The day might start with painted eggs, chocolate bunnies and a trip to church, but the centerpiece of many Easter Sunday meals is the ham. In addition to the many questions you may have about Easter traditions, have you ever stopped to wonder why Americans eat ham on Easter when the majority of the world eats lamb?
The answer isn’t as complicated as you might think. Simply put, ham is eaten on Easter because it’s practical and in season.
Historically, lamb was the main course for Easter dinner and it still is in many parts of the world. It’s a tradition that’s about 3,000 years old and stems from the Jewish holiday Passover, which celebrates Israelites being liberated and their exodus from Egypt. The sacrificial lamb has always been an integral part of Passover, from a shank bone on the seder plate to a roast on the dinner table. When some converted to Christianity, they continued the custom at Easter.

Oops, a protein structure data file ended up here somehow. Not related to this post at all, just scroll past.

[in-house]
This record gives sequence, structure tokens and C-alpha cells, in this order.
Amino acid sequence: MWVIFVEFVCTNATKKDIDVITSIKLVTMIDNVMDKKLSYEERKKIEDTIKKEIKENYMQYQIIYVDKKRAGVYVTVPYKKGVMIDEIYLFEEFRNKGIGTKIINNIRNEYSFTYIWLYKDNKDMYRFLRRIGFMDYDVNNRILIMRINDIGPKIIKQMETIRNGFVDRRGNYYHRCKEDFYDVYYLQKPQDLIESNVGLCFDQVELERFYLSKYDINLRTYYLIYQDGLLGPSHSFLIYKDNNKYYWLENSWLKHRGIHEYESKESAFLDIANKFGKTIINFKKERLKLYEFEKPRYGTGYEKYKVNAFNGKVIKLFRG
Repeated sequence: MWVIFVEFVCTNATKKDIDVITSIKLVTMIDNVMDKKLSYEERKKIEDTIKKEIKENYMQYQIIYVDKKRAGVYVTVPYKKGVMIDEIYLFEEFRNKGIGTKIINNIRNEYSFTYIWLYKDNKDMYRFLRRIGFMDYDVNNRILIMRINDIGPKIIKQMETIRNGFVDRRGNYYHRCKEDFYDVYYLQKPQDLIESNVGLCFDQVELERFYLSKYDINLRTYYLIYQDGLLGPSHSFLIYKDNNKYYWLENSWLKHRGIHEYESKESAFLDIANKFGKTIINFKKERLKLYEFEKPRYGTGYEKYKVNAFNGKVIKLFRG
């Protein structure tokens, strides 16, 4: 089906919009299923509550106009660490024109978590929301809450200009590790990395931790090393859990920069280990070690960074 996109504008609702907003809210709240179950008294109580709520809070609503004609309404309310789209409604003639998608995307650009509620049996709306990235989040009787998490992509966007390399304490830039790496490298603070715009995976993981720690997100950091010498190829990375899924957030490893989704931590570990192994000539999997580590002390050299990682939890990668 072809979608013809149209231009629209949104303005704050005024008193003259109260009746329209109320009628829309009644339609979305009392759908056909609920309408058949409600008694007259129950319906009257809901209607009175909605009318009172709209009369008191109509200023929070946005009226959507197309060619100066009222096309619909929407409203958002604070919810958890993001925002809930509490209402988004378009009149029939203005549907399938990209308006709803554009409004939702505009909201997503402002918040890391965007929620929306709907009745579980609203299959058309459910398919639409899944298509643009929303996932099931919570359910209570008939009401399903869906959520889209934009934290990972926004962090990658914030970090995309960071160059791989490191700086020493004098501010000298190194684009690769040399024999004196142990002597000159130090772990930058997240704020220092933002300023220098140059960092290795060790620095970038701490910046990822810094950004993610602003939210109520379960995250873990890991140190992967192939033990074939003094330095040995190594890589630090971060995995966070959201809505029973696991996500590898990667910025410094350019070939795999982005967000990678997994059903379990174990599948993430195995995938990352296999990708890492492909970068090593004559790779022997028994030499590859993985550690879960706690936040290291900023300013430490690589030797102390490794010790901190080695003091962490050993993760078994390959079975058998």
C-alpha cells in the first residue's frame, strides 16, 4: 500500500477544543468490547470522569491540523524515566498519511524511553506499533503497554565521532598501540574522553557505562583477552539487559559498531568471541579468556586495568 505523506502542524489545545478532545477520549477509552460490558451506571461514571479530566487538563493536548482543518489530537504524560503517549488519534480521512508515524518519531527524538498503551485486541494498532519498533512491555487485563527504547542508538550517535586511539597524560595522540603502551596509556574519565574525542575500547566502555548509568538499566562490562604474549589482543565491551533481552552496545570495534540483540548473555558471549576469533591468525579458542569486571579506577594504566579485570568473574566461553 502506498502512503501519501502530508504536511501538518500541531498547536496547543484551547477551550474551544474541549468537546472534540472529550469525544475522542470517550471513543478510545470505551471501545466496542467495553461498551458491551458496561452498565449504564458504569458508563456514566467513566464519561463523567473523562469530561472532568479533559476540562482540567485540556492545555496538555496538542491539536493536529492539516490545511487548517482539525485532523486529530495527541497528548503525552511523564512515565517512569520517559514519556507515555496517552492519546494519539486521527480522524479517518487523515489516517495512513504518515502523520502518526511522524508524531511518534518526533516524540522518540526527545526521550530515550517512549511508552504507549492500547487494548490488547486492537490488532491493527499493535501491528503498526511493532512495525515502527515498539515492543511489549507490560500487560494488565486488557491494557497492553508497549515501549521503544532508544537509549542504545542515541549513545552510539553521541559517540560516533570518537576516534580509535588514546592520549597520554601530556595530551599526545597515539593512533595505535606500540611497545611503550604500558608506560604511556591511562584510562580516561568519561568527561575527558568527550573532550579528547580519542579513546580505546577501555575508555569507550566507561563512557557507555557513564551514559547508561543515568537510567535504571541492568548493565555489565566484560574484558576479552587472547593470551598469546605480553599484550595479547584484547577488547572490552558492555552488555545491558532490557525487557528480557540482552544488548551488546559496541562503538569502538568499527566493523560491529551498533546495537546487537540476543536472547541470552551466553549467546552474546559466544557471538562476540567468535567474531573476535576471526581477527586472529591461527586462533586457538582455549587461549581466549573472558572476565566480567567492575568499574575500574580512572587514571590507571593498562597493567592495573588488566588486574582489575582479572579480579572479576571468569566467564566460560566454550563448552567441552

This custom originally continued in the United States because wool was a popular fabric during World War II, but as soon as the demand for wool began to wane, fewer legs of lamb became available for Easter.
Ham became a great alternative to lamb because farmers could preserve the meat during winter months by curing it and, by the time spring arrived, it was ready to eat.
Ham also became a practical alternative for lamb because it was more affordable and came in a larger serving size. In 1950, a leg of lamb cost around 74 cents, while a whole ham was available for about 62 cents. Not to mention there are many ways that you can prepare a ham — it goes great with brown sugar, maple syrup and pineapples. Not many foods can pull that off.
No matter which way you slice it, ham is truly a great addition to Easter traditions. This year, make sure your ham reaches its full potential by following this step-by-step guide for cooking the perfect Easter ham.